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A 70-year-old woman with dementia and multiple carious lesions: A complicated decision-pathway

Journal of Evidence Based Dental Practice
Elsevier - Mosby
Publication Date
DOI: 10.1067/med.2003.21
  • Medicine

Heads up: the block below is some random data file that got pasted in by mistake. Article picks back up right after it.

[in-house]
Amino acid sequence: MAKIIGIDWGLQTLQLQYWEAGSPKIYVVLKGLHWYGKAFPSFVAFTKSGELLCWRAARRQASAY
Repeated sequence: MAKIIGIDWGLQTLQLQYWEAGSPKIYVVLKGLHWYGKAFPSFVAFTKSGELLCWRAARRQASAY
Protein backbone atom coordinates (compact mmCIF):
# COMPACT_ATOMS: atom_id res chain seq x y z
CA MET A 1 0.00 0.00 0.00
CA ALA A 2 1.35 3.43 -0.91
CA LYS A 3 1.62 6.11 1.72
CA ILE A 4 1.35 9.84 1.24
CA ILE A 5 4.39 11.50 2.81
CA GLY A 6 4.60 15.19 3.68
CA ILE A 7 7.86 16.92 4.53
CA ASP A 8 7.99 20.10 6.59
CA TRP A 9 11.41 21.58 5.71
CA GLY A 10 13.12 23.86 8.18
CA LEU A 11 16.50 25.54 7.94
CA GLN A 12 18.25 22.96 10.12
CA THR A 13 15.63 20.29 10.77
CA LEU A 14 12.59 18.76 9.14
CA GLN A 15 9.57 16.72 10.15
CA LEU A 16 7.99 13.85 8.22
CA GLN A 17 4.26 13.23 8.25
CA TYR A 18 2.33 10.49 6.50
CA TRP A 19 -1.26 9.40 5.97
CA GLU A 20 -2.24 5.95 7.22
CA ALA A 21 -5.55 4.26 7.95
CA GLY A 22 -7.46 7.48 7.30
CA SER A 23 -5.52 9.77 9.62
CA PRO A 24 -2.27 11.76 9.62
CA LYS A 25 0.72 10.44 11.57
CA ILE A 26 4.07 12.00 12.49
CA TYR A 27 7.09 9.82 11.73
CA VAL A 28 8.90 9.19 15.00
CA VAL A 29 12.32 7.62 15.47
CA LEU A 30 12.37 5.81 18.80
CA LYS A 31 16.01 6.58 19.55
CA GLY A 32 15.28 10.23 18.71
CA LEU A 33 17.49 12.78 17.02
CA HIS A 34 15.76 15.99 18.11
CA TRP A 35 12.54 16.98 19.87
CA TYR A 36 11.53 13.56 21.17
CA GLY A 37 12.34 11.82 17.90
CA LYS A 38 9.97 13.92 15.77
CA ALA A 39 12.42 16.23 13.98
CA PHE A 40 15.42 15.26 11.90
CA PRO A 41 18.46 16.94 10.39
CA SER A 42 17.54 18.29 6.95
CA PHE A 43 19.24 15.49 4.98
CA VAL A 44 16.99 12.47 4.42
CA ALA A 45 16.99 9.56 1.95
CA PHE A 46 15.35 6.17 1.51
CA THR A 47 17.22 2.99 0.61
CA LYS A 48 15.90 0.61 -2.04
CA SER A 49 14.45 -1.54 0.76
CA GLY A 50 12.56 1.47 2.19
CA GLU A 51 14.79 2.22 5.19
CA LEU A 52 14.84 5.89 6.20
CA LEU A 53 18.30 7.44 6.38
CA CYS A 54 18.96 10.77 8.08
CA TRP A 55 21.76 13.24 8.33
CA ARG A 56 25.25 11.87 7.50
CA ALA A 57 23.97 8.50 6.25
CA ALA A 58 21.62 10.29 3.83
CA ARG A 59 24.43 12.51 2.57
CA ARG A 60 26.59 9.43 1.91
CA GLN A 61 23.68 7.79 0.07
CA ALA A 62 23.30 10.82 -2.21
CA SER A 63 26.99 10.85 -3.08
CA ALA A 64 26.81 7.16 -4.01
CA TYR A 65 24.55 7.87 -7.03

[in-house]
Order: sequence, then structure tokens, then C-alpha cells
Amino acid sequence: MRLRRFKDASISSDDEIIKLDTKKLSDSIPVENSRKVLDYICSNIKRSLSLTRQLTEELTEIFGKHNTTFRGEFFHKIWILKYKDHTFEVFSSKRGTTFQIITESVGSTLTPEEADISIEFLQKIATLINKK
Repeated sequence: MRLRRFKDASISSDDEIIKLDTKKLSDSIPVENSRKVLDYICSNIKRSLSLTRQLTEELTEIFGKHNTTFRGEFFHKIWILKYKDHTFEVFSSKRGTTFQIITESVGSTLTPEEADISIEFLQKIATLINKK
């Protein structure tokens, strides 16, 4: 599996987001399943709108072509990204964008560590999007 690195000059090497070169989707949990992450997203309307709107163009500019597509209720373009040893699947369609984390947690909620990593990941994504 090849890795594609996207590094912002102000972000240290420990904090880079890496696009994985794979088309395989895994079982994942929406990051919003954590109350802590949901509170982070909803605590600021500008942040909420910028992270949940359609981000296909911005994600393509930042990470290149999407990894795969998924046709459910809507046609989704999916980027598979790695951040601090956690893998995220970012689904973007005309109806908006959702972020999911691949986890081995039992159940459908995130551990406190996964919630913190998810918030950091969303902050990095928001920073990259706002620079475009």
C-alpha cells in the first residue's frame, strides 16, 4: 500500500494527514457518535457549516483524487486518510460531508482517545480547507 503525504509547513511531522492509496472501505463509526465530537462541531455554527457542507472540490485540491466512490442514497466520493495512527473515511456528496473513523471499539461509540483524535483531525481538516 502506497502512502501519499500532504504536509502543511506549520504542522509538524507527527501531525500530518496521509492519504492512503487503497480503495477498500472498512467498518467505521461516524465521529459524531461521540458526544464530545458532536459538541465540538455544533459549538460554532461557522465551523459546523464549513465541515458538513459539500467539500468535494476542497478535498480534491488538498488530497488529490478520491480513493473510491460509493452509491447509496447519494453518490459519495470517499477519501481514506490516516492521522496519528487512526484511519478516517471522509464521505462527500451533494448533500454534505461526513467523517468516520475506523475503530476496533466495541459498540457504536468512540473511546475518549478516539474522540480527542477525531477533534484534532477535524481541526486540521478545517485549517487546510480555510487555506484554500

Abstract Case Presentation A 70-year-old woman with dementia was enrolled in the Dental Education in Care of Persons with Disability (DECOD) program at the University of Washington in October 2000. Her chief complaint, as listed by her husband, was that she had “at least 6 cavities diagnosed by her previous dentist, who was unable to obtain x-rays due to the her restlessness.” There was no indication that the patient was experiencing any acute symptoms of pain or infection of dental origin. Her disability was described by her physicians as a “motor neuron variant of frontotemporal dementia which results in virtual loss of speech, limited comprehension, and restlessness.” The previous dentist recommended that she would need to be well sedated, although she had tolerated dental prophylaxes by the hygienist at the nursing home several months ago. A health history indicated that the patient's vocabulary was reduced to virtually only “yes” or “no” and that these responses were unreliable. She required assistance for all activities of daily living and must be “dressed, fed, bathed, and is incontinent.” The length of her disability was described as “about 1 ½ years.” J Evid Base Dent Pract 2003;3:39-51

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